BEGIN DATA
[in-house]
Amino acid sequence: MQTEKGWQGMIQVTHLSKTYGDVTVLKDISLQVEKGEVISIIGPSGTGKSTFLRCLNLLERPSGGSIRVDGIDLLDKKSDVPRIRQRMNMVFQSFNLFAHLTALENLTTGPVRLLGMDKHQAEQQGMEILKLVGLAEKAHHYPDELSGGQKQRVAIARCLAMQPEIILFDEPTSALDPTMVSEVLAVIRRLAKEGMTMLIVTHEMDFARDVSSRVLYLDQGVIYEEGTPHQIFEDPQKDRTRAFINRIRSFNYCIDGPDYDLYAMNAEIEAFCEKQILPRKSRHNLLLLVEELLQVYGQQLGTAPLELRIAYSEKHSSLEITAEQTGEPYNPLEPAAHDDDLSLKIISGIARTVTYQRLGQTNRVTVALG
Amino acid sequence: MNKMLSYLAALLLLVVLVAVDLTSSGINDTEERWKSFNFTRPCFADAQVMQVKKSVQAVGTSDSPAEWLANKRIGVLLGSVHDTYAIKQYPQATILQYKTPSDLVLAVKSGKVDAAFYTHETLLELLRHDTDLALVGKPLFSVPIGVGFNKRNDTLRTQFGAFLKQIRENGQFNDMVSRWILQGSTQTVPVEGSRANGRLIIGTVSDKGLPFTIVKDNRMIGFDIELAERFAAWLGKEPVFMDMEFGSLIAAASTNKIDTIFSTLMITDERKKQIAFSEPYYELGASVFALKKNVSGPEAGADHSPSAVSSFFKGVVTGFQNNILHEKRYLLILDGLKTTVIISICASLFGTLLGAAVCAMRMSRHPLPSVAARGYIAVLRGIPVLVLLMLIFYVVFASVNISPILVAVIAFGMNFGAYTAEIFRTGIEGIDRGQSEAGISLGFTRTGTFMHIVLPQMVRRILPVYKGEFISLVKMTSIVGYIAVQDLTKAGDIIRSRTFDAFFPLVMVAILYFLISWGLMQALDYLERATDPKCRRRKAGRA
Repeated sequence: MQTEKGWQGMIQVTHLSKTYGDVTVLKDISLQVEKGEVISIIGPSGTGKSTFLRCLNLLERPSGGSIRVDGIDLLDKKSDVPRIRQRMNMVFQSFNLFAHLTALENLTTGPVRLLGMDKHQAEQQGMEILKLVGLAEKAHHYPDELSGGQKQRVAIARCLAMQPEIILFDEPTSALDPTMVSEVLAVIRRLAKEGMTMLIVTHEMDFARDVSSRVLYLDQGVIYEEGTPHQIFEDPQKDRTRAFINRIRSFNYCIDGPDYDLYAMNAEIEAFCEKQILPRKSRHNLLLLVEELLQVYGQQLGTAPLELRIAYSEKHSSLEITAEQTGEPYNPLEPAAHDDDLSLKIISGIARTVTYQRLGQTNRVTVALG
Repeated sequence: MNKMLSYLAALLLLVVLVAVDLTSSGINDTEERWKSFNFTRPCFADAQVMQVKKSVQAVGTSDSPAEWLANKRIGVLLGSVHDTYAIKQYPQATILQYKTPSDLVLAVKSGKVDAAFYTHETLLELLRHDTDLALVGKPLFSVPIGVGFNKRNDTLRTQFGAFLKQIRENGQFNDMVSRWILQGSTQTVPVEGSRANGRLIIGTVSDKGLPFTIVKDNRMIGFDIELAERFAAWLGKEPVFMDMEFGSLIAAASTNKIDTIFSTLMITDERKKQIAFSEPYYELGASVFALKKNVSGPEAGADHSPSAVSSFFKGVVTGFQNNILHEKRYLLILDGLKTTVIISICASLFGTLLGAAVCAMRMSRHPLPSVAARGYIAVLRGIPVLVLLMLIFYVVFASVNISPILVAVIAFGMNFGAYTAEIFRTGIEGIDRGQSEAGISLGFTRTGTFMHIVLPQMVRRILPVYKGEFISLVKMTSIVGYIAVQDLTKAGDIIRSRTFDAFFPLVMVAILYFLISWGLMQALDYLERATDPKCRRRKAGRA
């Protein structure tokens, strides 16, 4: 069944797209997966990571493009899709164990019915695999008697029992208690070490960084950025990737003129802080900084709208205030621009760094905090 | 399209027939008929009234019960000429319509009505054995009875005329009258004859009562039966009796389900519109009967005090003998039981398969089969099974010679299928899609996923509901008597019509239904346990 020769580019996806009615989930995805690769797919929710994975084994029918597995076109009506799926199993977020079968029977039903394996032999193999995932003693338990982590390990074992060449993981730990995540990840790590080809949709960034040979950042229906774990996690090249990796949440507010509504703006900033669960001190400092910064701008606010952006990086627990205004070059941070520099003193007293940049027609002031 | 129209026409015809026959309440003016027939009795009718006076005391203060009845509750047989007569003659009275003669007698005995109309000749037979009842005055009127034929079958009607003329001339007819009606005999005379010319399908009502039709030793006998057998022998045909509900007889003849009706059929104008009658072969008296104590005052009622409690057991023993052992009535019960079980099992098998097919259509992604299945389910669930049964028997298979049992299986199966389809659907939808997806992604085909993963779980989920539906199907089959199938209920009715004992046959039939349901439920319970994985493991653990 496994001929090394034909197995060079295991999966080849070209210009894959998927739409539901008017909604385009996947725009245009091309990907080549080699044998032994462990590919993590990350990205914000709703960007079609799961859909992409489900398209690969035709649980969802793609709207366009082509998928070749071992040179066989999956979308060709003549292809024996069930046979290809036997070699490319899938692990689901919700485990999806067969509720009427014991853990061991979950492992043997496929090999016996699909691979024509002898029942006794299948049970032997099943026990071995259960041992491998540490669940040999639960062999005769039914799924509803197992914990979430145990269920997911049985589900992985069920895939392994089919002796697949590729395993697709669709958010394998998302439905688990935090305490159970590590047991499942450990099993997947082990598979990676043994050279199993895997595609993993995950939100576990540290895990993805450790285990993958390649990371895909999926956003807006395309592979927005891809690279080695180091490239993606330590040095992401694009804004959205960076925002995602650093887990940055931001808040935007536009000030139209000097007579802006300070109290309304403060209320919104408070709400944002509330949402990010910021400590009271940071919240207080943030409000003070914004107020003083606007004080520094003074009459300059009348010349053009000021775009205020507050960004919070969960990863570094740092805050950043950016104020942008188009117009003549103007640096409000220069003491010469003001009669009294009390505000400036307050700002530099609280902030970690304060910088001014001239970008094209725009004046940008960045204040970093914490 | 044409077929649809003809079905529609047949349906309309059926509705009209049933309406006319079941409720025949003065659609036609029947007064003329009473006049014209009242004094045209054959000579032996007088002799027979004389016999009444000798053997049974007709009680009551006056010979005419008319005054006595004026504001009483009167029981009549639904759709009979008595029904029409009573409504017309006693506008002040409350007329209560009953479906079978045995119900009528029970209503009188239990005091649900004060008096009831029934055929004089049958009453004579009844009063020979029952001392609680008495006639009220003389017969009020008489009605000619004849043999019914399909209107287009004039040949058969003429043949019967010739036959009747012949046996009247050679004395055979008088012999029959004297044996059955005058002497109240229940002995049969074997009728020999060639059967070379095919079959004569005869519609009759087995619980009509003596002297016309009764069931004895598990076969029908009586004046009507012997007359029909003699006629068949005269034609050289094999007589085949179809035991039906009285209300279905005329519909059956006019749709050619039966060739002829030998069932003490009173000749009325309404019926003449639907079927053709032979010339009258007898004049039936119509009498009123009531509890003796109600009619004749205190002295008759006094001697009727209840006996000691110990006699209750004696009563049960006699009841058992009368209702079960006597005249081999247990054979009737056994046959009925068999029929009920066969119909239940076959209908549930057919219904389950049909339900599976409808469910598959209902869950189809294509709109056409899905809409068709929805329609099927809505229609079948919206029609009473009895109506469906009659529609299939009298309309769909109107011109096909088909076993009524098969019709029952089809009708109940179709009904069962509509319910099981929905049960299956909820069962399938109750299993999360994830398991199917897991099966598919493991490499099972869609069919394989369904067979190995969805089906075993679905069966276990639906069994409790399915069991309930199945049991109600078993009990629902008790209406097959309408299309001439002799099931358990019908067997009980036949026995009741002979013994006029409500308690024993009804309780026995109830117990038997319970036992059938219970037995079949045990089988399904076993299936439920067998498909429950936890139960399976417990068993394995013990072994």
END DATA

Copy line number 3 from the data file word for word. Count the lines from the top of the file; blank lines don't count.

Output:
Amino acid sequence: MNKMLSYLAALLLLVVLVAVDLTSSGINDTEERWKSFNFTRPCFADAQVMQVKKSVQAVGTSDSPAEWLANKRIGVLLGSVHDTYAIKQYPQATILQYKTPSDLVLAVKSGKVDAAFYTHETLLELLRHDTDLALVGKPLFSVPIGVGFNKRNDTLRTQFGAFLKQIRENGQFNDMVSRWILQGSTQTVPVEGSRANGRLIIGTVSDKGLPFTIVKDNRMIGFDIELAERFAAWLGKEPVFMDMEFGSLIAAASTNKIDTIFSTLMITDERKKQIAFSEPYYELGASVFALKKNVSGPEAGADHSPSAVSSFFKGVVTGFQNNILHEKRYLLILDGLKTTVIISICASLFGTLLGAAVCAMRMSRHPLPSVAARGYIAVLRGIPVLVLLMLIFYVVFASVNISPILVAVIAFGMNFGAYTAEIFRTGIEGIDRGQSEAGISLGFTRTGTFMHIVLPQMVRRILPVYKGEFISLVKMTSIVGYIAVQDLTKAGDIIRSRTFDAFFPLVMVAILYFLISWGLMQALDYLERATDPKCRRRKAGRA